Scaling down: the quest for authenticity
All girls feel too big sometimes, regardless of their size
– Kimya Dawson, “I Like Giants” (2006)
I turned my head, I closed my eyes, I felt my size
– The Microphones, “I Felt My Size” (2001)
To help explain how my perception of art is changing, it’s useful to go back to the first medium that really gripped me. So while this essay is primarily about my current obsession, film, it’s going to take a detour into my former one: mid-90’s to mid-2000’s indie folk. (I know, I know. I hate the label too).
At the time I was musically coming of age, folk-adjacent movements were a dime a dozen. There were the largely meaningless umbrella headings of “alt country” or “indie folk,” connoting anything from the hushed vocals of Iron and Wine to the stomp-and-howl fire of Okkervil River, from the low-fi poetry of The Mountain Goats to the rich orchestral flourishes of Sufjan Stevens. Within that fold was the revivalist genre of “freak folk,” helmed by rising figures like Joanna Newsom and Devendra Banhart. An homage to the psychedelic folk of the 60’s, theirs encouraged a more freewheeling style of expression: chants, whistles, Appalachian yelps. AJJ (then “Andrew Jackson Jihad”) were beginning to explore a different sort of chaos with their “folk punk” sound, brimming with manic, burn-it-down freneticism. Conor Oberst was composing delicate “emo folk” as Bright Eyes; David Thomas Broughton a haunting, layered “avant-folk”; the Decemberists a jaunty “baroque folk.” And then there was “anti-folk.”
None of this was set in stone, of course—these hip delineations were simply how I categorized the world at 15, back when enjoyment meant fandom and fandom meant, essentially, an enormous filing cabinet of intelligent-sounding labels. But from what I could gather, and what the name implied, anti-folk was inherently reactionary: much like punk’s relationship to 70’s stadium rock, it defined itself primarily by what it wasn’t. Popularized by The Moldy Peaches in the late 90’s—and catapulted into the Zeitgeist with the release of 2005’s Juno—it seemed to be a rebellion against overseriousness, against even a whiff of pretense. The music was simple, arguably to a fault: a ukulele noodling over two or three chords, tune…adjacent?…vocals, and kidspeak diction:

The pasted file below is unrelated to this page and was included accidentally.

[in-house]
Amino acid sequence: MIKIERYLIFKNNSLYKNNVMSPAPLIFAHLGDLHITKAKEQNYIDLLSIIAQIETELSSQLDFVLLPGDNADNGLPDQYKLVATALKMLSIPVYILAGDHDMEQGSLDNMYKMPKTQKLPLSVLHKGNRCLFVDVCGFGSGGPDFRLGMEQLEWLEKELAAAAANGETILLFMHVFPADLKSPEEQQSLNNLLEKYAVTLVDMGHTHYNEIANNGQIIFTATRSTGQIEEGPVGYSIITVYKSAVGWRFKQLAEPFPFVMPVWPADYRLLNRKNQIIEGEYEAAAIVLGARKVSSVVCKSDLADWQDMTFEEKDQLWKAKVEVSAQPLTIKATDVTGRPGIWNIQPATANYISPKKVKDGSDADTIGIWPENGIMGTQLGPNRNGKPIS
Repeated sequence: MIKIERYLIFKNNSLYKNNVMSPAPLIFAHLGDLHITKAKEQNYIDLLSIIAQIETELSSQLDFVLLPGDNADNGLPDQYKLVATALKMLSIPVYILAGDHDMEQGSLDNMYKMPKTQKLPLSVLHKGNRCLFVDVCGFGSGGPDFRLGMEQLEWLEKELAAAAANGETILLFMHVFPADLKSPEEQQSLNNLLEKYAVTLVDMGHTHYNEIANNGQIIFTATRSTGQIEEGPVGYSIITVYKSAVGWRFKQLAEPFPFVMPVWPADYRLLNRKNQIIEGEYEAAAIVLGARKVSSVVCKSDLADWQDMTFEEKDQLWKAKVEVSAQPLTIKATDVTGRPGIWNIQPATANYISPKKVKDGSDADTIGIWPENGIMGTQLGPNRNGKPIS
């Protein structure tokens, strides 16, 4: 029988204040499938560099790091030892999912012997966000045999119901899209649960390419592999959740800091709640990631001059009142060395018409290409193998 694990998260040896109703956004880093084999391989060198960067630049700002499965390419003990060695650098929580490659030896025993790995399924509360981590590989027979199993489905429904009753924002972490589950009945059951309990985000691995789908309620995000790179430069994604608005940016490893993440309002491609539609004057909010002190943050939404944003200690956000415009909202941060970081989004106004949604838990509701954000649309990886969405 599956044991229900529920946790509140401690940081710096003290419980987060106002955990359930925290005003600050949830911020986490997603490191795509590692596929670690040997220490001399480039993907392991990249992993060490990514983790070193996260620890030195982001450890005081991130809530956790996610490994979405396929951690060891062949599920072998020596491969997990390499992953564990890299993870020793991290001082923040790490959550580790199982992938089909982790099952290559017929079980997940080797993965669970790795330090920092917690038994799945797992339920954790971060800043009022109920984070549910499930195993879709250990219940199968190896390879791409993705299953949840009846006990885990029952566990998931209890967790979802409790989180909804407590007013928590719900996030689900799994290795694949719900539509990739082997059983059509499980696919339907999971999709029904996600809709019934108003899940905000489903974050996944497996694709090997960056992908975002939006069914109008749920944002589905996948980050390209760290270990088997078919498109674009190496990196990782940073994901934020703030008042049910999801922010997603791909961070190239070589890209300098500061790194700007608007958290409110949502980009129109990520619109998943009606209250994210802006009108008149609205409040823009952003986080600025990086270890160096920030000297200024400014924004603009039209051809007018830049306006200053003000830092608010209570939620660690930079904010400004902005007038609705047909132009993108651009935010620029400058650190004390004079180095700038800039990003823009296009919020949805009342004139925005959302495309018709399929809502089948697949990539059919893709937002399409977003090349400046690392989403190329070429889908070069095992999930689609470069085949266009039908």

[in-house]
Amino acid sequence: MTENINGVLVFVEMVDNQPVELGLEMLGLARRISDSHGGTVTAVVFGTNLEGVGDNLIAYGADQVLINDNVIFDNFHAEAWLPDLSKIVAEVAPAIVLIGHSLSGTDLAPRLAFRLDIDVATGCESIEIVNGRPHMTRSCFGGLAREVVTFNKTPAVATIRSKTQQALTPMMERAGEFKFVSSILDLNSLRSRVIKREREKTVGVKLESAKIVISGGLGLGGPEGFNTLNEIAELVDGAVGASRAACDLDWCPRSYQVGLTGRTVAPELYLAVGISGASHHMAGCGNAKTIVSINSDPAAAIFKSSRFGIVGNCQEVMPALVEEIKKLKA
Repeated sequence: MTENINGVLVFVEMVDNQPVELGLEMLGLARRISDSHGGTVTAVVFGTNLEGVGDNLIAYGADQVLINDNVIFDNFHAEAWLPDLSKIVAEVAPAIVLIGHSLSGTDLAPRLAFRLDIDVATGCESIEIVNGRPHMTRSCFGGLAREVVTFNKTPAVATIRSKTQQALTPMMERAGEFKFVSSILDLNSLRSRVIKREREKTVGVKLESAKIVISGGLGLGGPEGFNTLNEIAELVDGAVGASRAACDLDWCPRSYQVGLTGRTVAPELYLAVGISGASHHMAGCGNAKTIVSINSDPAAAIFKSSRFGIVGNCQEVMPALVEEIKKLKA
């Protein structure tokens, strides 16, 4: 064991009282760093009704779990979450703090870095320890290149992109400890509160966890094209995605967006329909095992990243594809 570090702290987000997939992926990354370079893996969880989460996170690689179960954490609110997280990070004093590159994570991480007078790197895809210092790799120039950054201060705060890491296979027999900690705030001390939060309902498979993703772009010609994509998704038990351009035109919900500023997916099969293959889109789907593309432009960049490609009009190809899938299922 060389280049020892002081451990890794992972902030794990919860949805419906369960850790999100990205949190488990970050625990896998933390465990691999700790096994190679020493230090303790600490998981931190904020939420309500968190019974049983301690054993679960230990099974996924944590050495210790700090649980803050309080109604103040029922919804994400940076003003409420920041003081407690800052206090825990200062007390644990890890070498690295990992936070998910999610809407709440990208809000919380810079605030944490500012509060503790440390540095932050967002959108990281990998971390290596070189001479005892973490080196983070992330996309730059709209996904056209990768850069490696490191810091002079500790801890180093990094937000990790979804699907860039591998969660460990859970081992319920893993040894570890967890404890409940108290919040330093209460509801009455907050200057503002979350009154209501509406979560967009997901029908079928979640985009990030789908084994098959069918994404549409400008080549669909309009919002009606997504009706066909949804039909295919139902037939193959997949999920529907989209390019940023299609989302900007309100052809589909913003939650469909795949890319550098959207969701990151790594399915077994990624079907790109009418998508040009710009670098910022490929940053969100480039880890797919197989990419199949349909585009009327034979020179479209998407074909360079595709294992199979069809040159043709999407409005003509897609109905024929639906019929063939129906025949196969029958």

Here is the church and here is the steeple
We sure are cute for two ugly people
I don’t see what anyone can see
In anyone else but you
– The Moldy Peaches, “Anyone Else But You”
But where, exactly, had this rebellion come from? After all, the genre it stemmed from could hardly be called ostentatious: while the mid-2000’s would usher in more radio-friendly era, the indie scene of yore had minimalism in its blood. Its most mythic figures were often solo acts, performing under cryptic monikers and foregoing the trappings of mainstream appeal.
I counted Phil Elverum (The Microphones, Mount Eerie) among these figures, his The Glow Pt. 2 having reached a cultlike status in my corner of the world. Finding a Microphones LP in a used record store was the stuff of legend, akin to finding a Banksy mural in your neighborhood alleyway. Crafting layered soundscapes out of feedback whirring and plucked strings, his songs were simultaneously oblique and direct, with lyrics that rang as mystic confessions: